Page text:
I used a similar standard when I was on 228 as we currently use on 148: YEAR-SUB_SYSTEM-PART_ID. The top level assembly is 000, and each major subsystem gets a number like 100 for drive train, 200 for mechanism 1, 300 for mechanism 2, etc. Sub assemblies within that mechanism get numbers like 110 or 320. Each individual part is assigned a unique ID in the lowest assembly it is used in. If parts are COTS, you use the the manufacturer part number.

2014-000 Rev1 (main robot assembly)

  • 2014-100 Rev1 (entire drivetrain assembly)
    – 2014-100-001 Rev1 (drive train part 1)
    – 2014-100-002 Rev1 (drive train part 2)
    – 2014-110 Rev1 (gearbox)
    — 2014-110-001 (gearbox part 1)
    — McMaster 91251A342 (#10-32 x 0.5in SHCS)
  • 2014-200 Rev1 (mechanism 1 assembly)
    – 2014-200-001 Rev1 (mechanism 1 part 1)

This is also really useful because in Solidworks you can set who has write access and who has read-only access, so you can have multiple people working on the CAD at once (one person could be editing -100 assembly and sub parts, another editing -200 assembly and sub parts, etc). The key to making all of that work is by opening all referenced parts as read only. To do that, check this box:


Take the summer to CAD something like last years robot or a battery cart or something like that, it really helped me to prepare for Build Season this year. You also don’t necessarily want too much of a good thing, I’ve found that more than a few people working on one CAD can get to be tricky if you’re not all on the exact same page. Also please save to multiple places, you don’t want to lose all that work. Good luck with CAD!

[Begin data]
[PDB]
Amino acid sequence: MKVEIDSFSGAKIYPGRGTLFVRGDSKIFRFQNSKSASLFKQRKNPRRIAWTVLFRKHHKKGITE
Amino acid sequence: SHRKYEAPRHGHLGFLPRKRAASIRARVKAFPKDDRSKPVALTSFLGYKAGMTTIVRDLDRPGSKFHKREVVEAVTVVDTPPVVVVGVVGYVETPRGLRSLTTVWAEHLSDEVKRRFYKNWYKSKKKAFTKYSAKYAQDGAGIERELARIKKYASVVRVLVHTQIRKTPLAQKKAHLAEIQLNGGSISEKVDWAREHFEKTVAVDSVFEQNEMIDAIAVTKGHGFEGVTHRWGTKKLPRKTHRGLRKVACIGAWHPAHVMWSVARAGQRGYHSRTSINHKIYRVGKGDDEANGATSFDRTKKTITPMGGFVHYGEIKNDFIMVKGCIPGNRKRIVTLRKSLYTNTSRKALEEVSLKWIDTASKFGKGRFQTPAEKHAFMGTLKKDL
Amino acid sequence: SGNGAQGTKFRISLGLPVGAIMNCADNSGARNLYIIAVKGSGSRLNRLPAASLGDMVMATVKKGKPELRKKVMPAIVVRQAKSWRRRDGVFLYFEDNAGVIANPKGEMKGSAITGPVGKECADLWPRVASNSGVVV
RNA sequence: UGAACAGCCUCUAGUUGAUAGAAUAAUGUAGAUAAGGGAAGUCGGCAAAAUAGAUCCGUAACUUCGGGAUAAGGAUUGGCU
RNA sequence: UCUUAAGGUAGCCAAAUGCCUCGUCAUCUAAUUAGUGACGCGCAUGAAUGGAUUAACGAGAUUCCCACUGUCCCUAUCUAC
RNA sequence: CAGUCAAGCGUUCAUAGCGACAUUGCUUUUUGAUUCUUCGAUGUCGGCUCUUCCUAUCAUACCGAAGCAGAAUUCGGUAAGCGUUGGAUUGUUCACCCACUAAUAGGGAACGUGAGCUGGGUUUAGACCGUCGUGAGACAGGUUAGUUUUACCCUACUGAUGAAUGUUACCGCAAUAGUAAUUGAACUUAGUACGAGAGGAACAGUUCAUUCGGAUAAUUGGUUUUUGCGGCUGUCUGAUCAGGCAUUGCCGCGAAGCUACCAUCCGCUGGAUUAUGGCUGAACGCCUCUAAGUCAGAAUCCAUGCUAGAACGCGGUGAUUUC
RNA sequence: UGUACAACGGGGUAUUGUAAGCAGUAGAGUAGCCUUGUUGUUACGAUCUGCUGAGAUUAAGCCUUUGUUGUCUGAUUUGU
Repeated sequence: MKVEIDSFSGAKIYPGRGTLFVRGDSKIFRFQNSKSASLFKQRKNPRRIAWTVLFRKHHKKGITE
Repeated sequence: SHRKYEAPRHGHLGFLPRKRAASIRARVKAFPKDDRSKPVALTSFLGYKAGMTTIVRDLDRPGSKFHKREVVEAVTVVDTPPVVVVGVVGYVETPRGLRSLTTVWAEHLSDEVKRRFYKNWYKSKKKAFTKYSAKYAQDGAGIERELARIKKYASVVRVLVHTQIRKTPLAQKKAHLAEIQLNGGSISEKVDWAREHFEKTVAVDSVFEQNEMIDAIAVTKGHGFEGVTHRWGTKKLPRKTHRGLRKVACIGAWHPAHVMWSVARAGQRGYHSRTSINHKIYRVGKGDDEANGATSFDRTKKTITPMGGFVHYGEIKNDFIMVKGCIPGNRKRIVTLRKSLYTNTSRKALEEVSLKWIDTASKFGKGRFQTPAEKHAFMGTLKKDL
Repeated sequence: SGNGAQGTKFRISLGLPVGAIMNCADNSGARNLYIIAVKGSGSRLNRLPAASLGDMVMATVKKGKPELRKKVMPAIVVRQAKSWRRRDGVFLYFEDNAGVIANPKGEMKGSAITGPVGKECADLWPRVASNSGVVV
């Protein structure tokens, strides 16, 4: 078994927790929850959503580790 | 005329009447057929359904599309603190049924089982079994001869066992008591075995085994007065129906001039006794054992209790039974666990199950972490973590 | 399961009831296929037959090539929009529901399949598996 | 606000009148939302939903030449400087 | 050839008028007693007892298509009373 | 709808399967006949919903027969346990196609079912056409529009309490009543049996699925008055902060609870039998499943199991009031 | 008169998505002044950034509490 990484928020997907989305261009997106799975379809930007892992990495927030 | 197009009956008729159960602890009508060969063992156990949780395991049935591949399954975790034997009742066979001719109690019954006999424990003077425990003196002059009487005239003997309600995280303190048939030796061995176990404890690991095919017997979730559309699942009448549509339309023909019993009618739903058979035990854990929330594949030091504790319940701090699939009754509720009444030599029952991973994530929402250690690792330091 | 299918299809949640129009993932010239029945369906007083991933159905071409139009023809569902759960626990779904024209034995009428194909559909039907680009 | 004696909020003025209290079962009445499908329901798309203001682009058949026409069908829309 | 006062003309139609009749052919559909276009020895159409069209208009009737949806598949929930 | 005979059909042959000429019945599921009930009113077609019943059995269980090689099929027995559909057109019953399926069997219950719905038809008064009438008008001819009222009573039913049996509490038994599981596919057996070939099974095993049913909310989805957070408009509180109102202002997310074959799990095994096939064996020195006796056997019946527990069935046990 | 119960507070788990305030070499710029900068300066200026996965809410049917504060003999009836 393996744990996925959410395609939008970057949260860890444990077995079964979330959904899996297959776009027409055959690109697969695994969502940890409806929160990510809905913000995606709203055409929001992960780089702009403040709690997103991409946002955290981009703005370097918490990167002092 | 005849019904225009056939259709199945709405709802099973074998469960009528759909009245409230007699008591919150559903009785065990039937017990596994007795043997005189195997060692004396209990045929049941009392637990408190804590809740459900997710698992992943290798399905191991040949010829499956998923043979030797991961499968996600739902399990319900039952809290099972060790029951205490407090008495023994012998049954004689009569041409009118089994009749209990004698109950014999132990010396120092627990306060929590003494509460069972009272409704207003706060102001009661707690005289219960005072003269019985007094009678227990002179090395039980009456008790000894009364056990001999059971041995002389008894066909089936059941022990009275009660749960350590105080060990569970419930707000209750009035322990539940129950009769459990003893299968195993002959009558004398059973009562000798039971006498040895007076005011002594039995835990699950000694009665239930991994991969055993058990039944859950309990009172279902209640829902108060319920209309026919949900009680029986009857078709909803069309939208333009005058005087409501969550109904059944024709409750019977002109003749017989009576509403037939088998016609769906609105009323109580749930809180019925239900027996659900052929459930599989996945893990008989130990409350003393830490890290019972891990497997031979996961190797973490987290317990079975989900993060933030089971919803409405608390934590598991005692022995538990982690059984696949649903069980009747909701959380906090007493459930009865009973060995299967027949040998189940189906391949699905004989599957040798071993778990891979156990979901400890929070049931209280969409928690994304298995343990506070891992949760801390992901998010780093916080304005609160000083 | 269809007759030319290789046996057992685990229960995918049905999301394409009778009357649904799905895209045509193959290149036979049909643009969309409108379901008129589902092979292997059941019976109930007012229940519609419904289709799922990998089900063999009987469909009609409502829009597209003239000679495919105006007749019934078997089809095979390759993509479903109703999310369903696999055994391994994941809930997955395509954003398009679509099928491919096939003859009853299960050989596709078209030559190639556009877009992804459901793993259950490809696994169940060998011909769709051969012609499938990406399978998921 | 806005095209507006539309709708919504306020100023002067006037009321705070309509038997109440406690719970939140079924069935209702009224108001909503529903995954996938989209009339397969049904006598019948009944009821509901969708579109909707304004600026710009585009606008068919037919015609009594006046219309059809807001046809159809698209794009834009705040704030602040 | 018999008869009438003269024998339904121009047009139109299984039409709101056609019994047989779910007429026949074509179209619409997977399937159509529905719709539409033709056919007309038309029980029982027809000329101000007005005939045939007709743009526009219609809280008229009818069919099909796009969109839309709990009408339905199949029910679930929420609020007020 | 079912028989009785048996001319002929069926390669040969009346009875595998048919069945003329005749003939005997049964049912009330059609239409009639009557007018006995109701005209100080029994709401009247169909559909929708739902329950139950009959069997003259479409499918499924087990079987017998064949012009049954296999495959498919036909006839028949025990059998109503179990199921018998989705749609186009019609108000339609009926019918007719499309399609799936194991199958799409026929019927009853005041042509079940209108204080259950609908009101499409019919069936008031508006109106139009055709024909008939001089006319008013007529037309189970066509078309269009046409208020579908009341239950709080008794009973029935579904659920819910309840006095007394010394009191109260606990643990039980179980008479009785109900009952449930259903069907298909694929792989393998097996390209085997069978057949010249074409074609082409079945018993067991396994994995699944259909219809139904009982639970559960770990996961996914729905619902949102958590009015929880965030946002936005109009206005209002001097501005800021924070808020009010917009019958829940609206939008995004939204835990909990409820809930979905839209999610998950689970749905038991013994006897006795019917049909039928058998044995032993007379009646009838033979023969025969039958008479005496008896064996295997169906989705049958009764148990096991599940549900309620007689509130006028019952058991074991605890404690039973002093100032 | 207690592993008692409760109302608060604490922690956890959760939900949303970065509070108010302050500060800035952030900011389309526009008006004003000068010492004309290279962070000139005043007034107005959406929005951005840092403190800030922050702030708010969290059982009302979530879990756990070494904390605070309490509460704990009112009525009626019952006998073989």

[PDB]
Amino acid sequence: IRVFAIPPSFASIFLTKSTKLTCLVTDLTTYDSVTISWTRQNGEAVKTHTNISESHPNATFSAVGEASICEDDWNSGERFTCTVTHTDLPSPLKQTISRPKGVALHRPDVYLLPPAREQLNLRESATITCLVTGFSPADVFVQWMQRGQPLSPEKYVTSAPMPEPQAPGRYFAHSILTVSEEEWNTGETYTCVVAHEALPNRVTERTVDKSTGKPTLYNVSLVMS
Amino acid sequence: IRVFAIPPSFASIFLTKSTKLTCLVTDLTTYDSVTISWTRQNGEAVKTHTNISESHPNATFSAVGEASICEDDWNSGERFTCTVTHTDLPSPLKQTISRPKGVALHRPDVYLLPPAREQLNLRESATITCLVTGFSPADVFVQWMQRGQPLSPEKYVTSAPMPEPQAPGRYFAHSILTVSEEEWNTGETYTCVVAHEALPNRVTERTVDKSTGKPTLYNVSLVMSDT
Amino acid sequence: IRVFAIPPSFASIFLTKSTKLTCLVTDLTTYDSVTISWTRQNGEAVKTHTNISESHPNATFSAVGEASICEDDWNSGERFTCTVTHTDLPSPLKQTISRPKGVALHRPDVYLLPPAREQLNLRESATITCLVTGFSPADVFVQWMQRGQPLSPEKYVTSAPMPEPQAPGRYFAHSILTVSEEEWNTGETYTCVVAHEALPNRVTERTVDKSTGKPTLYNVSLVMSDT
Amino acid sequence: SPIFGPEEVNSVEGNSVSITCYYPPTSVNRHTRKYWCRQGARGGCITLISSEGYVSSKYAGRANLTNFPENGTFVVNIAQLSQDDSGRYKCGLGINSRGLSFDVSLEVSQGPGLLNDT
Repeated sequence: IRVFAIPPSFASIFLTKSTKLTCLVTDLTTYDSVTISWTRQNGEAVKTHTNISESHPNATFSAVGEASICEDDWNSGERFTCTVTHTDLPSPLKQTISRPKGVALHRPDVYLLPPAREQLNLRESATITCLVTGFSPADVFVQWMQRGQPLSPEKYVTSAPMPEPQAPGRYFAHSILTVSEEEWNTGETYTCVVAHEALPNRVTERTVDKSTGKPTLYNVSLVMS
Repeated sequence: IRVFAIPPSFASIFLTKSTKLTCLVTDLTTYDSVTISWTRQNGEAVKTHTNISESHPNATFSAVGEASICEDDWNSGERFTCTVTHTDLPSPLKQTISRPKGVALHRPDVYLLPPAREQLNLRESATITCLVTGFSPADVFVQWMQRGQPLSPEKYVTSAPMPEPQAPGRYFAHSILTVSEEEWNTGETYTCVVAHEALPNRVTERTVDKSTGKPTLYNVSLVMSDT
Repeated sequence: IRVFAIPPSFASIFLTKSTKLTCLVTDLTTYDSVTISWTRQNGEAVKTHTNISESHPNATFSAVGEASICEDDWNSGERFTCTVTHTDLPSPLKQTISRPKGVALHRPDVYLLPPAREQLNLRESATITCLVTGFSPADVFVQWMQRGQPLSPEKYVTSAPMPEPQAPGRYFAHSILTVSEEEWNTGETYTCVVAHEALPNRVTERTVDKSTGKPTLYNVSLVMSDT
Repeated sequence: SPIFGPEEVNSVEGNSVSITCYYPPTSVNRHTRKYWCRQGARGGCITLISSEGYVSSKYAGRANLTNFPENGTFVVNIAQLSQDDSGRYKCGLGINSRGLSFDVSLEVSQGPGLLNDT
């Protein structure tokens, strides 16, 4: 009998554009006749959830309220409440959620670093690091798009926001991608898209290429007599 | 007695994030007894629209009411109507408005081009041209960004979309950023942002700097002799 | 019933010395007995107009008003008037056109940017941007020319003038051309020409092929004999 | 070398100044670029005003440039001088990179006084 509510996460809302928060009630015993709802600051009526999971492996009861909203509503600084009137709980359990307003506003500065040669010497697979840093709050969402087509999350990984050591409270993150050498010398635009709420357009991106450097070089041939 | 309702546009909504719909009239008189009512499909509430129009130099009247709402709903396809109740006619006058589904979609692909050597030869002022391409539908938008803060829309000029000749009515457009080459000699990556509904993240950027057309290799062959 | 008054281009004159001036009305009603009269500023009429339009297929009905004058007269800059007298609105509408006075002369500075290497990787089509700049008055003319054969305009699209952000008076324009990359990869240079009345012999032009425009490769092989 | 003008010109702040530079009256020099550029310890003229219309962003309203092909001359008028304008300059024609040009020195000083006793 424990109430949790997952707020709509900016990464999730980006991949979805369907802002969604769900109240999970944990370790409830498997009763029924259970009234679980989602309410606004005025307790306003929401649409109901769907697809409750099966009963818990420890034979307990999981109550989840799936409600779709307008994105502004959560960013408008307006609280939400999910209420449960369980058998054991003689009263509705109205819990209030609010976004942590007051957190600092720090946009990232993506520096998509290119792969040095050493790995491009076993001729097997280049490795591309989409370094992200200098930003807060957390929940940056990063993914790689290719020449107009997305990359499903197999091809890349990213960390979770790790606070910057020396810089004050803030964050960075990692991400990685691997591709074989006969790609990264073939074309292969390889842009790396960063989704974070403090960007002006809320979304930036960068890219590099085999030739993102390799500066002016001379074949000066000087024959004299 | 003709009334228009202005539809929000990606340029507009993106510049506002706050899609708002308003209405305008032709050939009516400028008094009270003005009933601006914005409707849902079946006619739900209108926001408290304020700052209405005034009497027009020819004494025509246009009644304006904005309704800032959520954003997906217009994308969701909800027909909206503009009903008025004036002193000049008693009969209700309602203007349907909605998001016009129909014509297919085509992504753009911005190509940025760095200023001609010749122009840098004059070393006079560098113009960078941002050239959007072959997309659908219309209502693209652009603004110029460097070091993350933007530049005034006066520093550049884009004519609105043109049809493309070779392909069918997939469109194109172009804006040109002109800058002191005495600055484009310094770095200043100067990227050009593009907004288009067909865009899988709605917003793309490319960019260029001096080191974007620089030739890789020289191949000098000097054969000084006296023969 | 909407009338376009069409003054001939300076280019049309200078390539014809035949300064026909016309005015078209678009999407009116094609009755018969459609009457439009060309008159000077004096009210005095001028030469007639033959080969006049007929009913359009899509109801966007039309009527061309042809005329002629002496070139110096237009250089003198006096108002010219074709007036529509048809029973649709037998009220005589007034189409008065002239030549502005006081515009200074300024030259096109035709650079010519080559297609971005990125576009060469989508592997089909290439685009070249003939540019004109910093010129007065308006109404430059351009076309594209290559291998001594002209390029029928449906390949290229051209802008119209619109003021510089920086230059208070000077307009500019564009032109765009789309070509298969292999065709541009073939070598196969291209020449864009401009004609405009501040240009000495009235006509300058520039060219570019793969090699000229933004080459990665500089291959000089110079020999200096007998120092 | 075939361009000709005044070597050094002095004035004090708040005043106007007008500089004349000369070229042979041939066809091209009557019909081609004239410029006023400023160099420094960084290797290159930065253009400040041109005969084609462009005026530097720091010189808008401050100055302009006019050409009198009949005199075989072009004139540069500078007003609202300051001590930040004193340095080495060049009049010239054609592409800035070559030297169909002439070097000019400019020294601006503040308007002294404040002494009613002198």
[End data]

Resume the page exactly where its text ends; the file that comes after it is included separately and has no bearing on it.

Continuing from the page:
Is there any link whatsoever between the programming language we use on our robot and the CAD software we might use to model it?

Not at all. They are separate programs and there is no connection. The type of software your team uses really depends on prior experience.


Another thing to do in the off season is to make COTS parts in Solidworks (or whatever your team decides to use) your team uses a lot. It will save you time during the season. You can adjust the masses of certain items and even apply materials to make the look better for a render if you choose…stuff you shouldn’t waste time on during the season that costs nothing to do now. I’d suggest CADing up a drive base or two in the off season. Not only will it make you more proficient in CAD, but it can provide some insight on drive base design that will help during the season (common pitfalls, difficult to CAD parts, etc.).

Honestly, this ties into the “constrain everything” practice, and while I agree it’s an ideal to strive towards, it’s not always feasible.

Certainly, any sketch you construct from scratch should be fully constrained, but there comes a point (complex mounting patterns transferred from .STEP files that you had to get from the internet, for example) where constraining everything will do nothing but give you a headache. Any time you need to incorporate geometry that you yourself did not actually design, you’re going to run into this. It seems clear to me that the best solution is not to re-create all of the geometry from scratch.

Fortunately, those aren’t things that you tend to make iterative changes to, as they’re not something that you are actually designing, so you’re not going to lose much by being “sloppy” there.